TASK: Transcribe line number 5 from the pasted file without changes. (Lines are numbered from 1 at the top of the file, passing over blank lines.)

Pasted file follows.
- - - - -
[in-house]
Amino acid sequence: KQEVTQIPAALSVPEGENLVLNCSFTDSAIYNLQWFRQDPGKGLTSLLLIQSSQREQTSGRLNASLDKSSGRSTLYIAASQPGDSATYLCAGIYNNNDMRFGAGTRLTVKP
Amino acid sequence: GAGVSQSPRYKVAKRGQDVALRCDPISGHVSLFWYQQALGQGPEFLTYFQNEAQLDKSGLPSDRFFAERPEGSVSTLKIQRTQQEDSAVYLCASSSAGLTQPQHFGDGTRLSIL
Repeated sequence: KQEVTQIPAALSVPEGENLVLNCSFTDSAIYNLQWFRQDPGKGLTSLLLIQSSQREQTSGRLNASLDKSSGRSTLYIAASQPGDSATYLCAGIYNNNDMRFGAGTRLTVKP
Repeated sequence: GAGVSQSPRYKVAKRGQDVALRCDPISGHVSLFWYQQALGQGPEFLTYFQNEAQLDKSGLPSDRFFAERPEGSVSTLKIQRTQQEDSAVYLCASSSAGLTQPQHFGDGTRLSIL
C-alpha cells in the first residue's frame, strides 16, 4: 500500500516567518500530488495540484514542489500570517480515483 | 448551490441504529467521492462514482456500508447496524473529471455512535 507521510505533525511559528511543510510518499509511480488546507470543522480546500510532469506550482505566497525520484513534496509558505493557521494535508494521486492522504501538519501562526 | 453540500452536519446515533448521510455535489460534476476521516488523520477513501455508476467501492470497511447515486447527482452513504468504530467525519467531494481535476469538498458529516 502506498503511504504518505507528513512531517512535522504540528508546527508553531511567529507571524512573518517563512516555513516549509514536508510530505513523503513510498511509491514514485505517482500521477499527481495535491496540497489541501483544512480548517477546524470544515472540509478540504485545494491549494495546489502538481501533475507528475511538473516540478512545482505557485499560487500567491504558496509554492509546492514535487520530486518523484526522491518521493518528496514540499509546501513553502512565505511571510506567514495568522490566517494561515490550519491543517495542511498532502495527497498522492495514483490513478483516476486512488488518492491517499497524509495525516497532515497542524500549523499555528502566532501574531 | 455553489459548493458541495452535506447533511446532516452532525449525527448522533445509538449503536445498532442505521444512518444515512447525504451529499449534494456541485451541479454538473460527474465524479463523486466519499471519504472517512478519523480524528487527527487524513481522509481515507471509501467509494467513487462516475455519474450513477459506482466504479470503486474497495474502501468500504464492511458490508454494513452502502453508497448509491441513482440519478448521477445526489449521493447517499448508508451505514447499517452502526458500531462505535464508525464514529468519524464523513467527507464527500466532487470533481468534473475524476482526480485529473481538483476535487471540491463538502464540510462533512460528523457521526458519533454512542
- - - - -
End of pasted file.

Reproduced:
Repeated sequence: GAGVSQSPRYKVAKRGQDVALRCDPISGHVSLFWYQQALGQGPEFLTYFQNEAQLDKSGLPSDRFFAERPEGSVSTLKIQRTQQEDSAVYLCASSSAGLTQPQHFGDGTRLSIL